DIY Home Improvement, Remodeling & Repair Forum > DIY Home Improvement > Bricks, Masonry and Concrete > Filling Pipe Columns with Concrete




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Old 12-07-2011, 01:28 PM  
MoreCowbell
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Default Filling Pipe Columns with Concrete

Hello. I'm in the middle of a project to convert my crawlspace to a basement. I will be replacing 5 masonry columns with steel pipe columns. Per my engineer's recommendations, I am using nominal 3.5" schedule 40 pipe (4" O.D.). So far I have welded the top plates to the pipes, but will be waiting until everything is in place before welding the baseplates.

One thing I would like to do is fill each column with concrete. My reasoning is that it would take so little concrete to do this, and the strength increase so significant. However, I'm wondering if doing this with one side of the pipe already sealed up would trap any excess moisture from the concrete and rust my pipes out prematurely.

Anyone have any thoughts on this? Would it be enough to leave one end open for a few days while the concrete sheds excess moisture? I do plan to grind a couple of notches on the pipe bottom before welding the baseplate to serve as weep holes, but with a pipe full of solid concrete I'm not sure what difference that would make.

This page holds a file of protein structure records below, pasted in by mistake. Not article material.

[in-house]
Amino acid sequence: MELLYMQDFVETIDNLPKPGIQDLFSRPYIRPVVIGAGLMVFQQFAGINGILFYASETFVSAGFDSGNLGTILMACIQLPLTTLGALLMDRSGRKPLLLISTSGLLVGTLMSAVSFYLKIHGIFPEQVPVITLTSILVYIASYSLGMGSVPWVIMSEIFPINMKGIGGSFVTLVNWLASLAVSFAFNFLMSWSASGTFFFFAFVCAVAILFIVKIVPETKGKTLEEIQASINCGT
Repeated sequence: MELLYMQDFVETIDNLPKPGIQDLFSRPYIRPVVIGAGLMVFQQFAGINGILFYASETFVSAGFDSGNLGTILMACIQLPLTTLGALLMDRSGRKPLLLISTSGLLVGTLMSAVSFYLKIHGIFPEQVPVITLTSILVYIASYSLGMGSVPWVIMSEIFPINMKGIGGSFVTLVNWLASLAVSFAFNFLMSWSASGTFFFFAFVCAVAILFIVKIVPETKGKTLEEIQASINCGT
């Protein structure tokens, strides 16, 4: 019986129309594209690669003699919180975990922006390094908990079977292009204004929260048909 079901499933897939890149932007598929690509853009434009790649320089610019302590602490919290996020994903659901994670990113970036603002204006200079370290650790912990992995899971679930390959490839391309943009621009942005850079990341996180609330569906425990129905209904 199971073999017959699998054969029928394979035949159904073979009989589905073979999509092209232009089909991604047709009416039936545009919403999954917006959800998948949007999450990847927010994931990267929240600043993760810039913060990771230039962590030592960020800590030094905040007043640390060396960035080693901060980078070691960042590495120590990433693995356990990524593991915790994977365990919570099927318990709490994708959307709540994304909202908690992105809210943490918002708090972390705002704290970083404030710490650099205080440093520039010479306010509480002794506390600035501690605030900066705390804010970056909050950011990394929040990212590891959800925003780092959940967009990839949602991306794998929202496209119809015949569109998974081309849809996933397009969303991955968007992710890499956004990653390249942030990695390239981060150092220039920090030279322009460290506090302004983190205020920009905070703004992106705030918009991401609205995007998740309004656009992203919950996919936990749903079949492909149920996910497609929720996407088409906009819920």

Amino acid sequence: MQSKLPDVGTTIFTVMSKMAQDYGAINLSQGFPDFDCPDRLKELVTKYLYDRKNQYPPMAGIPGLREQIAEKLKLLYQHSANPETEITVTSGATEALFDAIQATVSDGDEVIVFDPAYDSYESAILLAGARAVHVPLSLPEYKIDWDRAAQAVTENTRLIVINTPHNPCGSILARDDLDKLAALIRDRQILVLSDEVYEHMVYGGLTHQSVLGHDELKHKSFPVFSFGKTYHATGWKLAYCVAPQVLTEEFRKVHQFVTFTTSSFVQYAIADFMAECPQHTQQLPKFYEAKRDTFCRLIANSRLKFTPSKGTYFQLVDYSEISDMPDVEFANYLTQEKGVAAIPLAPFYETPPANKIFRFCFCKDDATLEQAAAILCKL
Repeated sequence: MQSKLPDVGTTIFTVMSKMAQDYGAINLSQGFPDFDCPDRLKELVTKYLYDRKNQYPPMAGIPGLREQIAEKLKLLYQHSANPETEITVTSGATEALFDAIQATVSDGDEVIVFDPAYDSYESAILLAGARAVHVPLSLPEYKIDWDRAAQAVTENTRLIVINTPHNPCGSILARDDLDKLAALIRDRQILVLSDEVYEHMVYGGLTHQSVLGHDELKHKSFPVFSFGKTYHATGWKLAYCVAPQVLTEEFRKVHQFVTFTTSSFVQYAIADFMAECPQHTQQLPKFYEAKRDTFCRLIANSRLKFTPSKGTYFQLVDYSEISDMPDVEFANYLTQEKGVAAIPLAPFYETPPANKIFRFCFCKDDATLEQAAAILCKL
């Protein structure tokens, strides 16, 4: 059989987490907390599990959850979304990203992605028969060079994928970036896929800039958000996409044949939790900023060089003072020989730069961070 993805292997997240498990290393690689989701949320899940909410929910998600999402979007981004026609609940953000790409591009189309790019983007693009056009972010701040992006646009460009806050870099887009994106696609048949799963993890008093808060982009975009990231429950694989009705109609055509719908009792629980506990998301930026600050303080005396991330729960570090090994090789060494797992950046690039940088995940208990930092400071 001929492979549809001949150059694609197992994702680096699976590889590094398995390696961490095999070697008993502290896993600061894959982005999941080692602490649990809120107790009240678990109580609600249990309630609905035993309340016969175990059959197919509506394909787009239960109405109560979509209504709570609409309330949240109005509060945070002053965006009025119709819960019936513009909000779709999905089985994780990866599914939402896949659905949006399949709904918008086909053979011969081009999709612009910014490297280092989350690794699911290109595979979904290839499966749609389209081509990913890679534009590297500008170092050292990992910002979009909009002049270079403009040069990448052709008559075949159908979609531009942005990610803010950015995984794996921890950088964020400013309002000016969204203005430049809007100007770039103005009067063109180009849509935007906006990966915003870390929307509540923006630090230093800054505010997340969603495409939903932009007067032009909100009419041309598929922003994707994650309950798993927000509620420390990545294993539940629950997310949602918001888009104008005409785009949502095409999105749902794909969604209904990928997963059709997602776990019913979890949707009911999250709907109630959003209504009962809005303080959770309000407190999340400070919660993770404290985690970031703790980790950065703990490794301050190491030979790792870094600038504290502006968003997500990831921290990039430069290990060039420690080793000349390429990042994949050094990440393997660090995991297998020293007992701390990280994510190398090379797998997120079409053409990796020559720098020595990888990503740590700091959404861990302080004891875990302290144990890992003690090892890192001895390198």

Thanks in advance for any input.



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Old 12-07-2011, 10:57 PM  
nealtw
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Sounds like over-kill.



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Old 12-08-2011, 01:53 AM  
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Overkill to the nth degree. Like using howitzers to kill mosquitoes. See my response under your original thread.

But should you insist on making the living room floor strong enough to launch Saturn rockets from, don't forget to use full-penetration, single bevel groove welds for all column to plate welds, using E7018 electrodes and proper preheat. Ordinary fillet welds will not perform properly. Might want to have the welds radiographed as well, to catch and correct any hidden flaws. And of course, only High Performance Concrete will do for the infill, with a compressive strength of at least 10,000 psi.

OK, sorry for the sarcasm (but not really). What I and nealtw are getting at is that you are making more work for yourself for no logical reason. Totally unnecessary.

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Old 12-08-2011, 08:12 PM  
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I guess I do have a problem with going overboard. I actually thought you were serious for the first half of your reply!

Anyway, I guess I'll skip filling the columns with concrete. That makes my job a little easier and the lifting a bit lighter.

Thanks for the replies.

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